Gary Walker (defensive end)

Gary Lamar Walker (born February 28, 1973) is a former American football defensive end who played eleven seasons in the National Football League (NFL). He played college football for Auburn University, and was selected in the fifth round of the 1995 NFL Draft by the Houston Oilers. He also played for the Tennessee Oilers, Jacksonville Jaguars and Houston Texans.

Hines Ward

Hines Edward Ward Jr. (born March 8, 1976) is a former American football wide receiver who played 14 seasons for the Pittsburgh Steelers of the National Football League (NFL). He played college football at the University of Georgia. The Steelers selected him in the third round of the 1998 NFL Draft and he became the team's all-time leader in receptions, receiving yardage and touchdown receptions. Ward was voted MVP of Super Bowl XL and upon retirement was one of eight NFL players to have at least 1,000 career receptions.

Born in Seoul, South Korea, to a Korean mother and African-American father, Ward grew up in the Atlanta area. He has become an advocate for the social acceptance of foreigners in Korea, especially blended or mixed race youth.Aside from his career in the NFL, Ward has appeared in various forms of film and television media, including the reality TV series Dancing With The Stars and brief cameos in the 2012 film The Dark Knight Rises and in the television series The Walking Dead. He was a studio analyst for NBC's Football Night in America from 2012 to 2015. Ward joined CNN and HLN in May 2016. He is the Player Relations Executive of the Alliance of American Football.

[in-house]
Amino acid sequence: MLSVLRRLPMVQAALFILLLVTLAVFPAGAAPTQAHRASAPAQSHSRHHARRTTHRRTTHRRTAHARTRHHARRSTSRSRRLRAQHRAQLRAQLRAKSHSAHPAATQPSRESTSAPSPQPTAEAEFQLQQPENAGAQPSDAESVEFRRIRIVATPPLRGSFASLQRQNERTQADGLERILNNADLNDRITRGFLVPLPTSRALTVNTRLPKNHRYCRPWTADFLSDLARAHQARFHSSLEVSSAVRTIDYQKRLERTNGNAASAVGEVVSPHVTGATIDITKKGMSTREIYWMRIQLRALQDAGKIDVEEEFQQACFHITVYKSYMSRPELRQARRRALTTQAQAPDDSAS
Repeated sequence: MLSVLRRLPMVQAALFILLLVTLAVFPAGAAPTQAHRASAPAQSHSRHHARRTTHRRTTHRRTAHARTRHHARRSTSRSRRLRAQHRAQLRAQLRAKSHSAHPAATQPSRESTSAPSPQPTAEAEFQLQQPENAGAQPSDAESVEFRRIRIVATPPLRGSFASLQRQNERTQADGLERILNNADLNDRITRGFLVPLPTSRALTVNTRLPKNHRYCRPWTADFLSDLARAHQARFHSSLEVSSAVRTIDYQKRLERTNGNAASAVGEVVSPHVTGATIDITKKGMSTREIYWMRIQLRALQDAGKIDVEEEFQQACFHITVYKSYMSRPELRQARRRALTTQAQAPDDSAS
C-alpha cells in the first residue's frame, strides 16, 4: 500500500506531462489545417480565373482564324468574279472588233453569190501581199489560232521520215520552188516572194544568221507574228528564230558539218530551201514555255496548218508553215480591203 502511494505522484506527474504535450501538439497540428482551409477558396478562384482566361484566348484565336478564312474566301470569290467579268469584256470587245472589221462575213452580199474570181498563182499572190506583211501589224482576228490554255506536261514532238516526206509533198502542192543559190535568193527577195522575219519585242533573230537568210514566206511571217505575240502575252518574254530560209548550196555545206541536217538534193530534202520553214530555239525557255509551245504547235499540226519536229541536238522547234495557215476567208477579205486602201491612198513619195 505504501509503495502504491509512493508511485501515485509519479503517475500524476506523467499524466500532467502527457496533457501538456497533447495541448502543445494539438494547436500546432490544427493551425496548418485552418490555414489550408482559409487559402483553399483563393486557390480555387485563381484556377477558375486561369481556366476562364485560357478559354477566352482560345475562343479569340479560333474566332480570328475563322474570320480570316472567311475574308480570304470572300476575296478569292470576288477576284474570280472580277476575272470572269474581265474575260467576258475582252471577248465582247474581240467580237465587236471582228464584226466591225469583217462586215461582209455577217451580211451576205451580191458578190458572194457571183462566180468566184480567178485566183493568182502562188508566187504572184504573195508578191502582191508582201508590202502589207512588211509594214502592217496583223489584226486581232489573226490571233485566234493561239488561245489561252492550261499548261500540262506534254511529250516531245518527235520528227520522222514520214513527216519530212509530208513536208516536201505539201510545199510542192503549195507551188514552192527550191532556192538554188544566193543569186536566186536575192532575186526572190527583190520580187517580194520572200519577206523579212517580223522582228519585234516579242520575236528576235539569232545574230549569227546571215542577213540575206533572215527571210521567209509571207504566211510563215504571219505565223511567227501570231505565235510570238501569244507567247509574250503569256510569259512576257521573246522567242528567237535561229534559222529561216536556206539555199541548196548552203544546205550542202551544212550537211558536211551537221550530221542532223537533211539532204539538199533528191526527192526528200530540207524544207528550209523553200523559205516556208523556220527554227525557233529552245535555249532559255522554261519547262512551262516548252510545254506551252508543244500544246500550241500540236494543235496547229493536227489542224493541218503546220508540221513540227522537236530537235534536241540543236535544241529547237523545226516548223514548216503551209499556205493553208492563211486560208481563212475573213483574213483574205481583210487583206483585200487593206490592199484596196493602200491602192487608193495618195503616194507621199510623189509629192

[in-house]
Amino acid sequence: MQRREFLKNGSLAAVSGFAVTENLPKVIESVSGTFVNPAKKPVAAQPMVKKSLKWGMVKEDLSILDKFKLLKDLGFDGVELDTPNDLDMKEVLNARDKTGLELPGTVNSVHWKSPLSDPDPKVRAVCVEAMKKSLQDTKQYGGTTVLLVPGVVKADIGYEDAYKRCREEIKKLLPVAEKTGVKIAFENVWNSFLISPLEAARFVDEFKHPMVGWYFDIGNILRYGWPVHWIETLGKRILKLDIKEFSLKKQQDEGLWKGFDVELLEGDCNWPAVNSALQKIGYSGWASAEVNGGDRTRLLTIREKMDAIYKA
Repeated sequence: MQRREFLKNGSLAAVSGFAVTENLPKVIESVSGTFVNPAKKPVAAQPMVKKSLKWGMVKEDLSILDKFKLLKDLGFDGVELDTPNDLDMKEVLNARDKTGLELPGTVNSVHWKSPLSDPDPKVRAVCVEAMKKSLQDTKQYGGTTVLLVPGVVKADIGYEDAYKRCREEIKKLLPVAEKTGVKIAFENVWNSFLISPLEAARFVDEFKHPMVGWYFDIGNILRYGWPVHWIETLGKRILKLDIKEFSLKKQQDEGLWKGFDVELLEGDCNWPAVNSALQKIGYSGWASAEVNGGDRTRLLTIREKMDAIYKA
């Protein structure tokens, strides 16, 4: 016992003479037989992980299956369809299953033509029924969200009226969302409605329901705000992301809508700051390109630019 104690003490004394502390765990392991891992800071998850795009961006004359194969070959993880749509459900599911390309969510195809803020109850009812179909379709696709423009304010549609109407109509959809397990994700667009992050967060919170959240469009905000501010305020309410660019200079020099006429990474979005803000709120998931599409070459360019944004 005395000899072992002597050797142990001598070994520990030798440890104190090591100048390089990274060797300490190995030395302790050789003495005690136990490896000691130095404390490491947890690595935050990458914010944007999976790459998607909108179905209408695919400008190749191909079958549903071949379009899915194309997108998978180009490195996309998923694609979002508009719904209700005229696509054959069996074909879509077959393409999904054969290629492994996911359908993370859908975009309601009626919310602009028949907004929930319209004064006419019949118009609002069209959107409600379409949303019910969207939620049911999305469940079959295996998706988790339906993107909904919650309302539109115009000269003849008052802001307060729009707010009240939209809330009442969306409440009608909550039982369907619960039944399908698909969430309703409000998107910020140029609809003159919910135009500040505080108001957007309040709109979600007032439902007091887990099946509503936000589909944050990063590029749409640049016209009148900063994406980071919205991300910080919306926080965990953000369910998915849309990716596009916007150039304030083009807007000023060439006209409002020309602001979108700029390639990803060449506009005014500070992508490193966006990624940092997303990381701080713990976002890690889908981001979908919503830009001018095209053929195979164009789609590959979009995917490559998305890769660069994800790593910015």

Kendrell Bell

Kendrell Alexander Bell (born July 2, 1980) is a former American football linebacker. He was originally drafted by the Pittsburgh Steelers in the second round of the 2001 NFL Draft. He played college football at Georgia. Bell also played for the Kansas City Chiefs.

List of Carolina Panthers first-round draft picks

The Carolina Panthers joined the National Football League (NFL) in 1995 as the league's 29th franchise. Their first ever selection was Kerry Collins, a quarterback from Penn State, in the 1995 NFL Draft. The team's most recent first-round selection was Christian McCaffrey, a running back from Stanford, in the 2017 NFL Draft.

Every year during April, each NFL franchise seeks to add new players to its roster through a collegiate draft officially known as "the NFL Annual Player Selection Meeting" but more commonly known as the NFL Draft. Teams are ranked in inverse order based on the previous season's record, with the worst record picking first, and the second worst picking second and so on. The two exceptions to this order are made for teams that appeared in the previous Super Bowl; the Super Bowl champion always picks 32nd, and the Super Bowl loser always picks 31st. Teams have the option of trading away their picks to other teams for different picks, players, cash, or a combination thereof. Thus, it is not uncommon for a team's actual draft pick to differ from their assigned draft pick, or for a team to have extra or no draft picks in any round due to these trades.The Panthers' only first overall selection came in 2011, when they selected Newton. They would have picked first in 2002, however, the inception of the Houston Texans that year allowed Houston to pick first instead of Carolina. Carolina had the first overall pick in their inaugural season, but traded the pick to the Bengals for the 5th and 36th overall selection. The Panthers have twice selected a Miami Hurricanes player in the first round: linebacker Dan Morgan in 2001 and Beason in 2007.